Could this be the year for a Christmas card comeback? | Blaise Tapp

Shopping for Christmas cards.  Photo by Tim Boyle/Getty ImagesShopping for Christmas cards.  Photo by Tim Boyle/Getty Images
Shopping for Christmas cards. Photo by Tim Boyle/Getty Images
It is only a matter of days before our first Christmas card of the year is due to land on our doormat.

I know this, not because I am secretly moonlighting as Mystic Meg’s portly understudy, but because, every year for the past twenty, our first greeting of the season has always arrived a good week before the rest of us have even thought about dusting off the address book.

The impressively prompt missive, which is the work of Mrs Tapp’s ever-efficient Yorkshire-based cousin, is our annual reminder to get a wiggle on and write to folk, who in many cases, we haven’t been in touch with since an exchange of polite platitudes exactly 12 months earlier.

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Sending and receiving cards this time of year is arguably the greatest of seasonal traditions, up there with sticking a dying tree in your front room and in a different league to the tedium of wearing a novelty sweater or falling out with strangers on social media about whether or not it’s right to broadcast the original Fairytale of New York on the radio.

The sending of Christmas cheer through the post is a ritual that has endured nearly 180 years and until quite recently was something that the vast majority of the population did.

Growing up in the 1980s, it was not uncommon to enter a home entirely festooned with cards featuring robins, kings, or if you were especially unfortunate, those personalised efforts featuring a grim-faced family portrait.

Back then the number of cards you received was seen, by some, as a barometer of one’s popularity, if not social standing – if you didn’t require a piece a string from which to hang some of your vast collection of festive messages then you weren’t doing life right.

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A long since departed aunt took great pleasure in informing every visitor to her well-appointed bungalow precisely how many cards she had received that particular year.

Like many of her contemporaries back then, not receiving one from a vague acquaintance meant only one thing – that they were no longer ‘with us’ – further illustrating their importance as a communications tool 30-odd years ago.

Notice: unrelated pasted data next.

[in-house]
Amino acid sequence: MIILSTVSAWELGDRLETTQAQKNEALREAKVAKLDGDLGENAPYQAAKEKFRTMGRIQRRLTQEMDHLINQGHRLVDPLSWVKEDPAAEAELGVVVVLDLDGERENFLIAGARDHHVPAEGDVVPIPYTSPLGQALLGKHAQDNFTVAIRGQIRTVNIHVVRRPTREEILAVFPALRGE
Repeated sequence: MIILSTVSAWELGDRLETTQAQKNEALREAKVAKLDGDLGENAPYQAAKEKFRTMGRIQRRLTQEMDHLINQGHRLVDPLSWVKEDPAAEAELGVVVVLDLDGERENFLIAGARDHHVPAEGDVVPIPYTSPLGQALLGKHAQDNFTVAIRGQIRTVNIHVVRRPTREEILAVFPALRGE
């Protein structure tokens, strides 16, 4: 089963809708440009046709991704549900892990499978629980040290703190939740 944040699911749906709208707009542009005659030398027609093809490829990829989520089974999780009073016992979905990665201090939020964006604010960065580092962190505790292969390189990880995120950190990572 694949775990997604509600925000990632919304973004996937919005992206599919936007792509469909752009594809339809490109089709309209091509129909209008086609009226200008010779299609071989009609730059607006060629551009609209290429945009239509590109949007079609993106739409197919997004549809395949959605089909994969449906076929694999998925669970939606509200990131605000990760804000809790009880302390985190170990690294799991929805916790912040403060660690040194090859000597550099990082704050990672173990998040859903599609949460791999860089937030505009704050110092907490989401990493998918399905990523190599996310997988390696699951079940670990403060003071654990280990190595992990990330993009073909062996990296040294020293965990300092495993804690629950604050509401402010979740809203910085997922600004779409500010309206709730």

Much has been made of the diminishing popularity of the Christmas card in recent years, due to the fact that staying in touch with friends has become so much easier than it used to be.

Instant messages, emails, video clips, a tweet, and even a phone call are all acceptable methods of telling somebody that they are in your thoughts in the run-up to December 25th but I will take a card over any of them.

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I don’t think you can beat a handwritten note from a friend or relative, even if it is blatantly obvious that it has taken them all of six seconds to compose.

Better still is a card with a ‘proper’ message, even if simply informs you that Uncle Joe is still suffering from lumbago or that young Nathan has taken up the tuba.

I still miss cards from my granddad, which always included an A5 letter at least four pages long, summarising his year – even though I had spoken to him on the phone at least twice every week.

Although I officially gave up second-guessing the British public after the Brexit vote, it wouldn’t surprise me if there is a Christmas card renaissance this year – I hope so anyway.

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Many of us have more time on our hands than we can previously remember so there really shouldn’t be any excuse not to write to those pals and relatives that we have been unable to meet with for much of this year.

The significance of receiving a handwritten letter or card will be all the greater for so many right now – especially those who haven’t ventured further than the corner shop and are at the mercy of the worst of all afflictions – loneliness.

Here’s to the power of the humble Christmas card.

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